Like I had mentioned previously, the Magic User and Elf spell mechanic (identical to the (until recently) traditional D&D slots) does not, in my mind, adequately reflect that chaos is the source of arcane magic. You can use flashy effects and the casters can be as random and chaotic as they come, but when you really get down to it, the task of learning, studying, and flawlessly executing with results within reasonable expectations is incredibly orderly. The only thing chaotic about magic in LotFP is the damage rolled.
In the author's defense, I'm not sure how much you could have done with it and kept it true to it's roots. Something like the 2e Wild Mage from the Tome of Magic is more fitting with the vision, but I don't know how much of that (if any) is in the SRD and recreating something that doesn't violate OGL might have been a bridge too far.
The Referee Book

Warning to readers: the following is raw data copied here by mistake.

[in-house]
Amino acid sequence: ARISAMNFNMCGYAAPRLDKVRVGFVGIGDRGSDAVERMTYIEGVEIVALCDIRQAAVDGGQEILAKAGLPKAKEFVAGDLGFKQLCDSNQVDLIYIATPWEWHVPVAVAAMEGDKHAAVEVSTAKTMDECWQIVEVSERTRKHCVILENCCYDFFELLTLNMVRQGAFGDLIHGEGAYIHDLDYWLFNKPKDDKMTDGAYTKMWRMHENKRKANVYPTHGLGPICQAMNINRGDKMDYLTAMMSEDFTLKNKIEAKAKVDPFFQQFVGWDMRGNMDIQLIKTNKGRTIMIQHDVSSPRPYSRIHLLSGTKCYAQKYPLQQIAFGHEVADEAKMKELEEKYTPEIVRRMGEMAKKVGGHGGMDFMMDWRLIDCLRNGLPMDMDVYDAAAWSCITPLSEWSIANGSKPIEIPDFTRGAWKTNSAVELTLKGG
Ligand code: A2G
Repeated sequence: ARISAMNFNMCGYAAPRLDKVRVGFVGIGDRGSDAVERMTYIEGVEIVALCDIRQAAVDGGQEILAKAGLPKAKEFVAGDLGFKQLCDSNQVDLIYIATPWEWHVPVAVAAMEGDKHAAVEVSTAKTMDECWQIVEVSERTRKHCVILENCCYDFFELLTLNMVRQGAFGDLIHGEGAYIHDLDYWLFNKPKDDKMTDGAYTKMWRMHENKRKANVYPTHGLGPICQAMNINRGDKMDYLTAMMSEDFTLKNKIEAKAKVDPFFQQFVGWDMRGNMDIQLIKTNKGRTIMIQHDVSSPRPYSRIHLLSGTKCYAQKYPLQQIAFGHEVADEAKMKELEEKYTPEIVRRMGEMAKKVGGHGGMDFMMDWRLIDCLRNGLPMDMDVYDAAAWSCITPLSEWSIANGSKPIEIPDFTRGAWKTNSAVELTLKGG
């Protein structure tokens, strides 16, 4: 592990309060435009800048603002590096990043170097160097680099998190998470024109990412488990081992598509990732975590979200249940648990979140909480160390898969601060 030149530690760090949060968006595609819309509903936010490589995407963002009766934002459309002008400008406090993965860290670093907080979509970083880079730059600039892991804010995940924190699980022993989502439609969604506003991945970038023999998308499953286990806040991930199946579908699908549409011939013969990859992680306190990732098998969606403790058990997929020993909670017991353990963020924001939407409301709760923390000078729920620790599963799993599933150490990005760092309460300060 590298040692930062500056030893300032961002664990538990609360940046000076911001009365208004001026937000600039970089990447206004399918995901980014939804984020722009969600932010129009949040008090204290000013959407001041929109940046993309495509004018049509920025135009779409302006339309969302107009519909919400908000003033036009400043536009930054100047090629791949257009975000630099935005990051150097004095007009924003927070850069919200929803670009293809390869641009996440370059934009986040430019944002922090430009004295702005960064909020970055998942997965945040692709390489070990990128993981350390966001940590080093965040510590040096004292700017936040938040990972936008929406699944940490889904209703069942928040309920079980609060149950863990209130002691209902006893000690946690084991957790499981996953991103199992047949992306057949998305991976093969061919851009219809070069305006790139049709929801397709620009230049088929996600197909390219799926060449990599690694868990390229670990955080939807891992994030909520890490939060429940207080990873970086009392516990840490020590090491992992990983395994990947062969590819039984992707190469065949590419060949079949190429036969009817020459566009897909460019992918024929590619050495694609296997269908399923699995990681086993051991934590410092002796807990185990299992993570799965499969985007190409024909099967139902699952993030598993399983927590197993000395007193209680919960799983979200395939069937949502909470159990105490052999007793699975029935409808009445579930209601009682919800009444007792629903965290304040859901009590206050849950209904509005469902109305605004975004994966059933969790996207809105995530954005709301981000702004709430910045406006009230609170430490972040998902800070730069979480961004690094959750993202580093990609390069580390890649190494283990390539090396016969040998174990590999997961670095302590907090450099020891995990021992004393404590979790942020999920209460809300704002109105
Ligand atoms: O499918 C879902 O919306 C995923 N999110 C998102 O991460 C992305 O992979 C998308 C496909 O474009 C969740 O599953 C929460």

By starting off the book with "This Book is Compost," James signals that the Referee's Book isn't a necessity. It is a Barney-level breakdown of what every good referee knows if they are a good referee. After reading the book, I can't say I am that much better a referee, but I also have been playing the game for 26 years and have spent the majority of that time running games. What the tutorial book was for players, this book is for referees. It is a book that old-timers won't need to consult, but new referees will find invaluable if they haven't picked up a guide on how to run a game before. We can't always assume that players have played a particular RPG before, so there is a chance that LotFP is the first exposure someone has had to running a game. So kudos to the author for at least hoping that his game is the gateway drug to a wonderful hobby. The quality of the advice is high, both broad AND deep.